Area Forecast Discussion
Issued by NWS Raleigh/Durham, NC

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864 FXUS62 KRAH 250200 AFDRAH Area Forecast Discussion National Weather Service Raleigh NC 1000 PM EDT Mon Apr 24 2017 .SYNOPSIS... A strong and deep low pressure system will slowly cross the region through Tuesday, producing wet and unsettled weather. Behind this low, a ridge of high pressure will extend into the region for mid to late week. && .NEAR TERM /Through Tonight/...
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As of 1000 PM Monday... Most of North Carolina resides in the left exit region of a jet streak rounding the base of a compact negatively-tilted trough across the southeastern CONUS. The center of a compact surface low pressure can be found across far eastern South Carolina and is moving northeastward with time. A secondary (and stronger) subtropical low is approaching the coast of North Carolina, and is starting to merge with the aforementioned low pressure system to its west. Closer to home, the region remains in a strong CAD regime with the wedge front delineating slightly more warm and moist air and the CAD to its west located across the eastern CWA. As the lows merge, continued DCVA (as well as frontogenetical forcing, and isentropic upglide along a wedge front draped across the southeastern CWA) will continue to enable widespread ascent. Coupled with an anomalously moist atmosphere across the CWA that increases toward the east (the 00z KMHX sounding reflects a PWAT of 1.83", breaking the previous daily record by nearly nearly 0.3"), widespread rainfall continues areawide. Currently, the heaviest rainfall is confined to two main bands--one across Edgecombe to Franklin counties and another across Wayne and Johnston counties. Both bands seem to combine across Wake, Chatham counties. While rainfall rates aren`t particularly intense within the bands (generally a few tenths per hour approaching 0.5"/hr in the heaviest segments), the long duration of the rainfall is leading to 6 hourly rainfall rates of 1-2". Unsurprisingly, recent storm reports indicate a few closed roads across the CWA with rivers rising in the heaviest bands toward flood stage. However, some slight drying is being noted across the far NE CWA into the NE coast of North Carolina (likely in association with vertical mixing of a pocket of drier air centered around 925 mb) leading to an erosion of the northern precipitation band. As the combined low pressure system translates northeastward across the coast of North Carolina, the bands of heaviest precipitation will likely pivot slightly northeastward with time. A quick peak at the latest suite of model guidance indicates a narrow axis of MUCAPE may build into the eastern CWA enabling slightly heavier precipitation rates as the band moves northeastward (especially between 03-06z). Indeed, a few flashes of lightning are occurring across the NC coast within the aforementioned precipitation band. As the band shifts northwestward, an additional 1-2" with isolated pockets of 3-4" seems likely across the NE CWA (e.g. Edgecombe, Nash, Franklin counties) as well as parts of Wake, Durham, Chatham, and Orange counties. The latest mesoscale discussion from the WPC lines up well with this reasoning.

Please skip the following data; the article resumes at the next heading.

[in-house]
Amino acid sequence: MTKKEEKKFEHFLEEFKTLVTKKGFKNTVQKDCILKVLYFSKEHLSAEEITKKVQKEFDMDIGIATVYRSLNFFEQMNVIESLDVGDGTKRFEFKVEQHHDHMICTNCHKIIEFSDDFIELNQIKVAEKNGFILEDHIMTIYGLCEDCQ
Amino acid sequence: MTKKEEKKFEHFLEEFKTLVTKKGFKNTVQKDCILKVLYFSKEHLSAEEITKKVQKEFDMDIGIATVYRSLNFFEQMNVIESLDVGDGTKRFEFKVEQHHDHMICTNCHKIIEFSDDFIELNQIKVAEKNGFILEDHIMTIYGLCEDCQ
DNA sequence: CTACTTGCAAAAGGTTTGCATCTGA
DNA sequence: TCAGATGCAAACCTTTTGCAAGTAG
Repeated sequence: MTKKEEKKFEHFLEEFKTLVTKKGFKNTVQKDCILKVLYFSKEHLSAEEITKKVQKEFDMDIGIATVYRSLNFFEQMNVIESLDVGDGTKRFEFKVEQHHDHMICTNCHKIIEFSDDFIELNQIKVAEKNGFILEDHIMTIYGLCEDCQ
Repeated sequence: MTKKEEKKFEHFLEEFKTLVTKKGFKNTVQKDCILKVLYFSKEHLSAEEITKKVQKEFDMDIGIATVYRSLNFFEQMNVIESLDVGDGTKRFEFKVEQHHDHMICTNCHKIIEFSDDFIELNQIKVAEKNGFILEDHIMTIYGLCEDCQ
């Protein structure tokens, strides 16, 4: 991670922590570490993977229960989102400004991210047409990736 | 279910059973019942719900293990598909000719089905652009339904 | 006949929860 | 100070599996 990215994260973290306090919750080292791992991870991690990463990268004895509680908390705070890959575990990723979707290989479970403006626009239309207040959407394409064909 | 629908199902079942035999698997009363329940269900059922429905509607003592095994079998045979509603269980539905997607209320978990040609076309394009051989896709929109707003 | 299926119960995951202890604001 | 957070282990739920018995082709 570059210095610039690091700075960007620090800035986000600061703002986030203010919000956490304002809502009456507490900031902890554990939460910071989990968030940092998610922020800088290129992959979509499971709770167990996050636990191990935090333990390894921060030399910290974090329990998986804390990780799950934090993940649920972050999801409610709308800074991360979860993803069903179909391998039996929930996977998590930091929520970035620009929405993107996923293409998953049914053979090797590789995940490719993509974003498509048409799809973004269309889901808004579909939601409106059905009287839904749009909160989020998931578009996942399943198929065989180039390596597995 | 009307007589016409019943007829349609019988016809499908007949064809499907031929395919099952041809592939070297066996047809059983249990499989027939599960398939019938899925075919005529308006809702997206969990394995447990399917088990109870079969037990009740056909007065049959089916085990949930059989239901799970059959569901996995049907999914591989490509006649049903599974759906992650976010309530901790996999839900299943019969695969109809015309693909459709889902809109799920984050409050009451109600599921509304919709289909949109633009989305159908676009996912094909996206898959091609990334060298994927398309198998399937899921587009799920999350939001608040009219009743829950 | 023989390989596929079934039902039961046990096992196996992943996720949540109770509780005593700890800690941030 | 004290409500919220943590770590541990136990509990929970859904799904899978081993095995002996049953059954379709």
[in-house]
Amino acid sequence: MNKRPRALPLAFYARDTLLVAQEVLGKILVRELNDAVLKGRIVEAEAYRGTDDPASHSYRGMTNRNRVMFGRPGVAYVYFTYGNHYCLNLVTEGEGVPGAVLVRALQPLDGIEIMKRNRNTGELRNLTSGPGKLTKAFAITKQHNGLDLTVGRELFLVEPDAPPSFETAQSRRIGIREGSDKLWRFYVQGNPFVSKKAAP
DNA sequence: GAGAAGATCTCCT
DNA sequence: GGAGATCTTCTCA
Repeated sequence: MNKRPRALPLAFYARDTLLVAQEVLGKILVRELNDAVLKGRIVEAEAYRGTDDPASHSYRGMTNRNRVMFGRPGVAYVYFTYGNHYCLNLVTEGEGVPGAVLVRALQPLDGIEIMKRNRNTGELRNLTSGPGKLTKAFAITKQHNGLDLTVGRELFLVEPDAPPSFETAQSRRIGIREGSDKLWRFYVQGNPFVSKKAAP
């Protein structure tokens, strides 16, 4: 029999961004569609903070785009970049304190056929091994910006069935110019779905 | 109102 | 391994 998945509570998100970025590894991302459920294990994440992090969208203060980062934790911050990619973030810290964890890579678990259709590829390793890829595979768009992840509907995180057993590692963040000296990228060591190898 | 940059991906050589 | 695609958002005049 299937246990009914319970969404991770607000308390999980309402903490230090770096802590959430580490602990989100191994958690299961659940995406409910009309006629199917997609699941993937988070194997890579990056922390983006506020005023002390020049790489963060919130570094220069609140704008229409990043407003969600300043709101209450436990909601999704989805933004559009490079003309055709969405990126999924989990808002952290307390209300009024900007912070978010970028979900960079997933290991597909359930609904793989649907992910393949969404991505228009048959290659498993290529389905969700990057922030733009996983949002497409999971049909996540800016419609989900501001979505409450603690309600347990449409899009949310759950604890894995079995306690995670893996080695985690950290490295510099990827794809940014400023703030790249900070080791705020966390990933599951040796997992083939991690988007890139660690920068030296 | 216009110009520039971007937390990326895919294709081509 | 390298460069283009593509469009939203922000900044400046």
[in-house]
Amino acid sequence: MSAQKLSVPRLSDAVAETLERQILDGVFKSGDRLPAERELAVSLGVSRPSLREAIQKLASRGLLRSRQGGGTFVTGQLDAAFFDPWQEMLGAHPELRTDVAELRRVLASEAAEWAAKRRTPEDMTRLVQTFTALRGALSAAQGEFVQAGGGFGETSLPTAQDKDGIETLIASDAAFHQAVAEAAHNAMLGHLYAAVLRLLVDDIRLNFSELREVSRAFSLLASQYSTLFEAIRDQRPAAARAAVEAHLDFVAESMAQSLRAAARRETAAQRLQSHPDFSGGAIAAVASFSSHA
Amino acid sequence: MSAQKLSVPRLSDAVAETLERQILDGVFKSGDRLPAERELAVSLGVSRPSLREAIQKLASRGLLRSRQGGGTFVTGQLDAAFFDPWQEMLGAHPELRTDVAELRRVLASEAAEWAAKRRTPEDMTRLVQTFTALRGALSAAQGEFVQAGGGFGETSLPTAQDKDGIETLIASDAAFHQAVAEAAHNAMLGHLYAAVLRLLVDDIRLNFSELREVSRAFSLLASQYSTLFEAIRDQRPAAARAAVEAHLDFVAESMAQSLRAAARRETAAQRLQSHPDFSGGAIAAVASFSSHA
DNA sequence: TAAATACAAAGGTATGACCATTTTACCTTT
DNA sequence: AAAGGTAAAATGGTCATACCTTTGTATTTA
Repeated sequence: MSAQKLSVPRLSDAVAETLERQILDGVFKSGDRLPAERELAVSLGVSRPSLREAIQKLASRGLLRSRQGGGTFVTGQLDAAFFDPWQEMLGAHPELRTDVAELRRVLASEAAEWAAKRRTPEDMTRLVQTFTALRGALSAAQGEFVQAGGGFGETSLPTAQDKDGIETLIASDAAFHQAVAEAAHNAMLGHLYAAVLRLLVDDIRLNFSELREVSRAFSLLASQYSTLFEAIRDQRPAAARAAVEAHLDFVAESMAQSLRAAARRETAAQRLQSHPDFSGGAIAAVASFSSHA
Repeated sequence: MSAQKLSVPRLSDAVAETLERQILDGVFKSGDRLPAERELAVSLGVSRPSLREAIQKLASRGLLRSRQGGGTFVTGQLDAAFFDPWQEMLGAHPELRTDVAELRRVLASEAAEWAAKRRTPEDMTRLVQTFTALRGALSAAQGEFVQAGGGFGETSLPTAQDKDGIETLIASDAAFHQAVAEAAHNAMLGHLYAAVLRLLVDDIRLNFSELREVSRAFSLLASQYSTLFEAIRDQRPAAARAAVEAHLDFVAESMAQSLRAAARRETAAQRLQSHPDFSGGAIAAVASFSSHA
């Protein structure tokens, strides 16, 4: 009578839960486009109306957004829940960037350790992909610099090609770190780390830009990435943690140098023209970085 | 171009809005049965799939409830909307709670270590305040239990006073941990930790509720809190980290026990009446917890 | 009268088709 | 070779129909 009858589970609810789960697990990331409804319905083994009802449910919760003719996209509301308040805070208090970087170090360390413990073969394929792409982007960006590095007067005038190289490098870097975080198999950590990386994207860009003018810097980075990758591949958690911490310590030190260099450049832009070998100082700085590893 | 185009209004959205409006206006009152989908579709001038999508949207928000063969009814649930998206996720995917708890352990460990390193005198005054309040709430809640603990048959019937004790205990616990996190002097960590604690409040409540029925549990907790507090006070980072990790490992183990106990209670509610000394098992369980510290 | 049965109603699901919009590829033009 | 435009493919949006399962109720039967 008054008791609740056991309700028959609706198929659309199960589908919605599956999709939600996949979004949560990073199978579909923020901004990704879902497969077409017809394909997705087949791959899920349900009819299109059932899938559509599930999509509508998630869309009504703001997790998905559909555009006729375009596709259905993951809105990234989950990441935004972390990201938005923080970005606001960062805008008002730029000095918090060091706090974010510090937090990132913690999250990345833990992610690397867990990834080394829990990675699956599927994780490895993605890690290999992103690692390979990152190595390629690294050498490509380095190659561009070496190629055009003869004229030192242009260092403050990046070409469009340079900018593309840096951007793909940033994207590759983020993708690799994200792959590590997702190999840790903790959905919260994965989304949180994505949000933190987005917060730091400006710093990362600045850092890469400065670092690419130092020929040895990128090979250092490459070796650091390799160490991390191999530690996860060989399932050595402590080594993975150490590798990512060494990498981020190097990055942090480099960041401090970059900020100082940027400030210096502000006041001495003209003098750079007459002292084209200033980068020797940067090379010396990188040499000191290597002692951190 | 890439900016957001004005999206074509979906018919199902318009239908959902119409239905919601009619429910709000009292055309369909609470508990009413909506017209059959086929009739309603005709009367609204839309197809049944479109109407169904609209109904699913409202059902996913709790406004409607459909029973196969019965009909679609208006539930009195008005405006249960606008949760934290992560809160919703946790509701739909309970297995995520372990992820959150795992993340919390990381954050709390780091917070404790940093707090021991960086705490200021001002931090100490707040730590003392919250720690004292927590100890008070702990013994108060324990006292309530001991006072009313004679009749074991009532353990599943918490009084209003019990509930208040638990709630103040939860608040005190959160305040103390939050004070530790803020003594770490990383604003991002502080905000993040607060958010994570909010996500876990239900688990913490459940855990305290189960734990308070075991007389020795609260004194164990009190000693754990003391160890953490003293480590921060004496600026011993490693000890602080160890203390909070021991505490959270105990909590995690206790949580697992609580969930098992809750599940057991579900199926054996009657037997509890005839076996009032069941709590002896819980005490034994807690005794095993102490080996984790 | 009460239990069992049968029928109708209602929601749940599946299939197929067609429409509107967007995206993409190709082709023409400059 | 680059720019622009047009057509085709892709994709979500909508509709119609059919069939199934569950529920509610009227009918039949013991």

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&& .SHORT TERM /Tuesday and Tuesday night/... As of 340 PM Monday... The mid level low is expected to track from NE SC across E NC Tue, before moving NNE just off the Delmarva/NJ coast Tue night. This low will be nearly vertically aligned with the surface low (or series of lows rotating about one another) over E NC. The strong low level jetting north of the surface low will shift northward into VA Tue morning, along with the upper divergence maximum, as the mid level dry slot punches in from the south, and this drying aloft will lead to diminishing chances for heavy rainfall. But the surface winds will remain from the N and be fairly light with the low to our NE, which should help lock in the cool/damp low level stable pool a bit longer, especially in the western Piedmont. PW values will have dropped but remain above normal, with both low and mid level lapse rates near or over 6 C/km, mainly over the eastern two-thirds of the forecast area. Have retained a chance of showers and isolated storms, higher east than west, through Tue, decreasing Tue evening as the mid level low exits and the column stabilizes and begins to dry further. Temps are tricky with a wide spread in model statistical guidance, not surprising considering that any amount of insolation will cause temps to jump up. Have held onto a scenario that reflects a longer-lived stable pool, suggesting highs from the mid 60s NW to the mid 70s in the far east-central CWA. Will trend pops down and out slowly Tue night, with skies trending toward partly cloudy everywhere except the NE, where a lingering low chance of showers will be retained overnight. Lows 53-58. -GIH && .LONG TERM /WEDNESDAY THROUGH MONDAY/... As of 345 pm Monday... The biggest story in the extended will be a transition to a amplified western trough and eastern ridge, especially into the weekend. Global models are in good agreement that a shortwave and associated surface cyclone will lift out for the Central Plains and across the Great Lakes Wednesday and Thursday, and a trailing cold front associated will encroach upon the CWA from the west Thursday. The removed upper forcing and lack of moisture return suggests this waning precip with the front, which itself may never actually move into NC as the subtropical ridge begins to expand across the Southeast by Friday. Main impacts look to be an isolated shower or storm in the west late Thursday or isolated storm late Thursday. The synoptic pattern will favor near record heat by Saturday, owing to a 590+dm H5 ridge, Bermuda highs and H7 anticyclone over SC. Thickness are progged at 1410m Saturday, 50m above normal and indicative of upper 80s to lower 90s. The main question is how quickly another shortwave ejecting out of the Central/Southern Plains, this one potentially stronger, will cause the ridge to retreat. Heights are forecast to lower, more so across western NC, favor low/80s west to upper 80s east Sunday and Monday, with a chance of storms associated with the upper wave and approaching cold front by Monday. && .AVIATION /00Z TUESDAY THROUGH SATURDAY/... As of 820 PM Monday... 24 Hour TAF Period: Adverse aviation conditions are expected to continue through the 24 hour TAF period (high confidence) as a deep mid/upper level low moves across the region. A persistent rain is expected to continue this evening across the area into early Tuesday morning, resulting in generally IFR/low end MVFR conditions. However, periods of LIFR cigs will be possible in areas of light rain and/or brief lulls in the precip ahead of the mid/upper low. Winds are expected to strengthen across northern portions of the area this evening into early Tuesday morning, with sustained winds in the 10 to 15 kt range and gusts of up to 20 to 25 kts possible. Will continue to keep LLWS in the TAFs at KGSO/KINT/KRDU/RWI as easterly winds at around 2 kft are expected to increase late this evening into early Tuesday morning and be around 50 kts. However, given this will mostly be speed shear (with generally unidirectional flow) expect this will only create marginal LLWS conditions (especially given some gustiness expected). Surface winds will then decrease late tonight (after 09z) and become more variable for Tuesday. While the main area of rain will shift northward of the area by 12-15Z Tuesday we can still expect some lingering showers/rain, especially moisture wrapping around the departing low pressure system across the northeastern portions of our area (KRWI/KRDU). While cigs should improve on Tuesday, possibly becoming VFR temporarily, think we should generally maintain MVFR cigs. Outlook: Cigs should remain MVFR through Tue night, although cigs may drop back to IFR through Tue night especially at INT/GSO as a cool stable air mass persists there. After the low shift to our NE Tue night, high pressure ridging will take over, and we`ll see cigs rise to MVFR then VFR through Wed morning. VFR conditions will then dominate through Sat. && .HYDROLOGY... As of 420 PM Monday... ...Flood Watch remains in effect through 12Z Tuesday... Much of the rainfall so far has been moderate, with most places so far spared by the heavier rain rates. This is expected to change through the evening hours as increasing lift and moisture lead to an uptick in rain rates. Several creeks around central NC are experiencing rises, with a few approaching minor flooding, and this should persist through tonight, with retreating water levels Tuesday. Urban and street flooding, particularly in the typical flood-prone areas, have been common all across central NC. A few main stem rivers are projected to approach or exceed flood stage over the next couple of days in response to this rainfall, including parts of the Yadkin, Haw, Little, Cape Fear, Rocky, and Tar Rivers. Rainfall since last night has been around 1 to 3 inches, and an additional 1-3 inches of rainfall are expected through tonight, with locally higher totals possible. -GIH && .RAH WATCHES/WARNINGS/ADVISORIES... Flood Watch through Tuesday morning for NCZ007>011-021>028-038>043- 073>078-083>086-088-089. && $$ SYNOPSIS...Hartfield NEAR TERM...BB/MWS SHORT TERM...Hartfield LONG TERM...CBL/Smith AVIATION...BSD/Hartfield HYDROLOGY...Hartfield is the U.S. government's official web portal to all federal, state and local government web resources and services.